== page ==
Tangled yarns from London's passers-through

002 : Jayne Newton Chance in Habitat, the furniture shop, Knightsbridge
Born in 20th century in Tavistock, Devon. Jayne Newton Chance currently works as a playwright. Why London? Because she was there. She digs the following London bits: it’s cosmopolitan – you can hear a dozen languages in a moment, the places all have stories and you can be as mad as you like and no-one even looks at you. She is, however, a bit miffed by Londoners can be so up themselves about being Londoners, it’s filthy and you can be as mad as you like and no-one even looks at you. For more info on Jayne Newton Chance you should send an email.

image: nitsrejk

“To my shame, I realise I am crying.”

Habitat[1], Knightsbridge, February 1976.

I have been in London a week. The word Knightsbridge means nothing to me other than shops, a wide street, traffic. Across the road, the arrogant upthrust of grey Bowater House where I don’t want to work. It is raining and colder than I could ever have imagined. I have come by tube from Oxford Circus, tracing the brightly-coloured lines on a map in the back of my diary.

Habitat. I have heard of this place. It is terribly glamorous. Johnny’s sisters buy furniture here. Johnny says we will furnish our house from Habitat: ‘Everything is so well-designed’.

So many shelves. Shelves stacked with chunky glasses, dark earthenware, white china. I don’t know what to look at without drawing attention to myself. I lay my hand as carelessly as possible on a pine table. There is a lot of pine in here.

Emmylou Harris on the radio sings: Here, making each day of the year-

Pine chairs, a pine dresser, stacked with earth-brown cookware and speckled mugs. I am in a farmhouse kitchen. Is this the kind of kitchen I will share with Johnny? He promises he’ll come and join me as soon as he has the money and-

Both of us thinking how good it can be someone is speaking-

- anyway he hasn’t. Will my home be like this? I’m not sure I like the word home, it has uncomfortable connotations. I prefer to say house.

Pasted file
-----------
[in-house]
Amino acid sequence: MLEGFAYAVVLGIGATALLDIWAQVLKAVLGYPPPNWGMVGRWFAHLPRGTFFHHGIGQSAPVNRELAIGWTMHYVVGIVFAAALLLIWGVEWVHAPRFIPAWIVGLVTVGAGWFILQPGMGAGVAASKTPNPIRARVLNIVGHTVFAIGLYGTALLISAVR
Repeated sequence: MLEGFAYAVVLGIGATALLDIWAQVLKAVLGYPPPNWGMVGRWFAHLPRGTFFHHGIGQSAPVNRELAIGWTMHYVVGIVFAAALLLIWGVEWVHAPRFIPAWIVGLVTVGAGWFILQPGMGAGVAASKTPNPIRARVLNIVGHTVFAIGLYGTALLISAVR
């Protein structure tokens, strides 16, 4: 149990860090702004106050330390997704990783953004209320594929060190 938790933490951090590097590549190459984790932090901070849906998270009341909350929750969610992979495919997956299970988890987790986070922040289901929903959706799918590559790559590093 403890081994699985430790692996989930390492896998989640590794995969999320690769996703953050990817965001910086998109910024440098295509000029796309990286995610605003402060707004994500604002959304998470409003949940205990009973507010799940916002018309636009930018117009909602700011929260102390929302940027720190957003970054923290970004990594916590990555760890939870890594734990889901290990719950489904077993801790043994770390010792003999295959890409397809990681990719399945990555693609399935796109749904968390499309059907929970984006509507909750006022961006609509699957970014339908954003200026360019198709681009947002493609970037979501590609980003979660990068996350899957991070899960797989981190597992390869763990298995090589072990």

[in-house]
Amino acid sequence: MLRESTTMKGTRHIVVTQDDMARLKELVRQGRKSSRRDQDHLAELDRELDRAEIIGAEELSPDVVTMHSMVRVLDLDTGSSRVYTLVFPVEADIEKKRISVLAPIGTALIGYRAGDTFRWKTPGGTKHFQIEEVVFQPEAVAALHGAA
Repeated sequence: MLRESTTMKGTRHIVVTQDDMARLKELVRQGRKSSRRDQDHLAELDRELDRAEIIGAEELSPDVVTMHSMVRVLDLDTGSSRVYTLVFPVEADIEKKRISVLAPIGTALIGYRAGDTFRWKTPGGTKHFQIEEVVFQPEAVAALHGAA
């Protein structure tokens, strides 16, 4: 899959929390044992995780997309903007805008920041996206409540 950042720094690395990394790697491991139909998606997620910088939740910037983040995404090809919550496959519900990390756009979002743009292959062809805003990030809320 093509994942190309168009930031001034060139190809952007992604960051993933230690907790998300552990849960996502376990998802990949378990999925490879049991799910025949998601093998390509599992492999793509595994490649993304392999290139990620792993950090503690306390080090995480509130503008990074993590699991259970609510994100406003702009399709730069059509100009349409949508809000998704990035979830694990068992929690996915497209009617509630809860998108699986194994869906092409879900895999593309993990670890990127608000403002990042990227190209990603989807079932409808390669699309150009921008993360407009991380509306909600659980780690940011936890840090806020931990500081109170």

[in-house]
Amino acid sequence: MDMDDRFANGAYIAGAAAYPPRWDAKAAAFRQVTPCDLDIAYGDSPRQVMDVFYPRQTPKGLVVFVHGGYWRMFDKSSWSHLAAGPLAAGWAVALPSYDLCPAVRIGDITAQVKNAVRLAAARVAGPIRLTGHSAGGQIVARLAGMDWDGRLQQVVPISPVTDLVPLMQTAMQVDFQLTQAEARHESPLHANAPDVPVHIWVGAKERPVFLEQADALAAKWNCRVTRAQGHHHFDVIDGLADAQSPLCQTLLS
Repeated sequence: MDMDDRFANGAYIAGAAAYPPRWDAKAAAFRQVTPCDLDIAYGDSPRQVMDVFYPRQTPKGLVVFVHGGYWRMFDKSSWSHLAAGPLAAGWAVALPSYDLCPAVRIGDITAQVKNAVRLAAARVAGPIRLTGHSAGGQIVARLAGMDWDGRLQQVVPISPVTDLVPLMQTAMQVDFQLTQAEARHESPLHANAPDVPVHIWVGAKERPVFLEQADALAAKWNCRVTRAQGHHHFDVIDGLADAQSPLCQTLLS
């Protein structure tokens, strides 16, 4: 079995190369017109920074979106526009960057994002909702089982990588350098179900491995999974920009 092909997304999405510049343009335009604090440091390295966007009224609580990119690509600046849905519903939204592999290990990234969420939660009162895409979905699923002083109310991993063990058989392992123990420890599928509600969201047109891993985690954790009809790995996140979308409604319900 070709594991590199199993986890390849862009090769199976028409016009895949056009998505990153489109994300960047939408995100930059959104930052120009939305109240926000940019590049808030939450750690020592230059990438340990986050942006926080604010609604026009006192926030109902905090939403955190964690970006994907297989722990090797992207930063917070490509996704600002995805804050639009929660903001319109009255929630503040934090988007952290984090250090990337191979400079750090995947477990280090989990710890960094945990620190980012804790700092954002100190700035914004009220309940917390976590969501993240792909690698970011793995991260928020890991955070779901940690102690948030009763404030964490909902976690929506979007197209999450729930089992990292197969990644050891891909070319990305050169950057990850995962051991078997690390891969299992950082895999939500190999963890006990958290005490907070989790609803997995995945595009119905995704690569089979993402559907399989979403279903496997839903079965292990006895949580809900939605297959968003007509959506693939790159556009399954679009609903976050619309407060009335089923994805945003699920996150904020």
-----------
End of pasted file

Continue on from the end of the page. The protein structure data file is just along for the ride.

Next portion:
Home = my mother answering the phone.

I pick up a speckled mug and pour myself an imaginary coffee, holding it in two hands, like a woman in a soup ad.

‘I’m not coming home,’ I say, ‘I’m in London’. There is a silence, but then there is bound to be. At this time of night my mother has progressed from sherry to whisky, so her processes are slow. But this silence seems to go on.

An assistant is looking at me. I am dressed for an interview, but not very appropriately (this with hindsight). I am wearing a red chevron-patterned skirt, a grey and red striped poncho with a hood, black suede boots, Biba Petrol Blue eyeshadow. I am seventeen.

It’s not about me missing Johnny. It’s about the familiarity of his face in a city where I know exactly three people.

I am going to be late. Eleven o’clock. Mum and Dad will be having their mid-morning beer now, a barley wine and a bitter respectively. At home. At seventeen it was legal to go. They couldn’t get me back.

I put my mug on the kitchen table. The assistant approaches.

Here, there and everywhere

‘Can I help you?’ I can tell from the look on her face she really doesn’t want to.

To my shame, I realise I am crying. ‘Just looking’, I say, walking out of the wooden kitchen, heading for the big glass door.

Here, there and everyyyyyyywhere.[2]

And that is the story of how I left home.

referenced works

  1. Habitat is a chain of furniture shops founded by respected designer Sir Terence Conran in 1964. Although not as popular as it once was, throughout the ‘60s, ‘70s and most of the ‘80s, it was the best-known UK high street retailer of fashionable furniture and household goods. Its swanky Knightsbridge branch was second only to its original Chelsea outlet in prestige and glamour.

  2. You can find the full lyrics to the song Here, There and Everywhere (originally by Lennon and McCartney) here.

location information

  • Name: Habitat, the furniture shop
  • Address: Knightsbridge, London, SW1
  • Time of story: Morning
  • Latitude: 51.501556820216095
  • Longitude: -0.16058921813964844
  • Map: Google Maps



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